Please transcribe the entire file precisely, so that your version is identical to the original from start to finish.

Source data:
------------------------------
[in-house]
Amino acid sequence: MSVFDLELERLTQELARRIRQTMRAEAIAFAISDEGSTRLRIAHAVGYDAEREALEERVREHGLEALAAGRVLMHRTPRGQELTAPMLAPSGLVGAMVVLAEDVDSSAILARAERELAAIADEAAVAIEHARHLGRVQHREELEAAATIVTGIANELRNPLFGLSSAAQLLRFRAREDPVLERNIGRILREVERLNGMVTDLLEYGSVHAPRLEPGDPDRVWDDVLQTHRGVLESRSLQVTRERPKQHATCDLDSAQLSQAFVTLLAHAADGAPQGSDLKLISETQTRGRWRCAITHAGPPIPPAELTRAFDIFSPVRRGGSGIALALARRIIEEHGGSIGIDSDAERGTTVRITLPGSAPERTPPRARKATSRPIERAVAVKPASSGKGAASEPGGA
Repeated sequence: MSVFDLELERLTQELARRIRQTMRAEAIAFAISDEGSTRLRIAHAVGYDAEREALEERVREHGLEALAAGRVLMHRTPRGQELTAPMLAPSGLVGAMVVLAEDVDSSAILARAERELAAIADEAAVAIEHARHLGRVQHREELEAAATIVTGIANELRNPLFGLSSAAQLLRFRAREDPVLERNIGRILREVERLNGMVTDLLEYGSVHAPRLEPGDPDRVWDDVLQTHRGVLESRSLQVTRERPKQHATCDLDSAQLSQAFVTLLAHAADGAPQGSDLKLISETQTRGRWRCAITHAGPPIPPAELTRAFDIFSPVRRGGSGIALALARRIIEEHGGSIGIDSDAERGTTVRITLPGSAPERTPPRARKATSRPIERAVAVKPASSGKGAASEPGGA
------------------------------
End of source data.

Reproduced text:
[in-house]
Amino acid sequence: MSVFDLELERLTQELARRIRQTMRAEAIAFAISDEGSTRLRIAHAVGYDAEREALEERVREHGLEALAAGRVLMHRTPRGQELTAPMLAPSGLVGAMVVLAEDVDSSAILARAERELAAIADEAAVAIEHARHLGRVQHREELEAAATIVTGIANELRNPLFGLSSAAQLLRFRAREDPVLERNIGRILREVERLNGMVTDLLEYGSVHAPRLEPGDPDRVWDDVLQTHRGVLESRSLQVTRERPKQHATCDLDSAQLSQAFVTLLAHAADGAPQGSDLKLISETQTRGRWRCAITHAGPPIPPAELTRAFDIFSPVRRGGSGIALALARRIIEEHGGSIGIDSDAERGTTVRITLPGSAPERTPPRARKATSRPIERAVAVKPASSGKGAASEPGGA
Repeated sequence: MSVFDLELERLTQELARRIRQTMRAEAIAFAISDEGSTRLRIAHAVGYDAEREALEERVREHGLEALAAGRVLMHRTPRGQELTAPMLAPSGLVGAMVVLAEDVDSSAILARAERELAAIADEAAVAIEHARHLGRVQHREELEAAATIVTGIANELRNPLFGLSSAAQLLRFRAREDPVLERNIGRILREVERLNGMVTDLLEYGSVHAPRLEPGDPDRVWDDVLQTHRGVLESRSLQVTRERPKQHATCDLDSAQLSQAFVTLLAHAADGAPQGSDLKLISETQTRGRWRCAITHAGPPIPPAELTRAFDIFSPVRRGGSGIALALARRIIEEHGGSIGIDSDAERGTTVRITLPGSAPERTPPRARKATSRPIERAVAVKPASSGKGAASEPGGA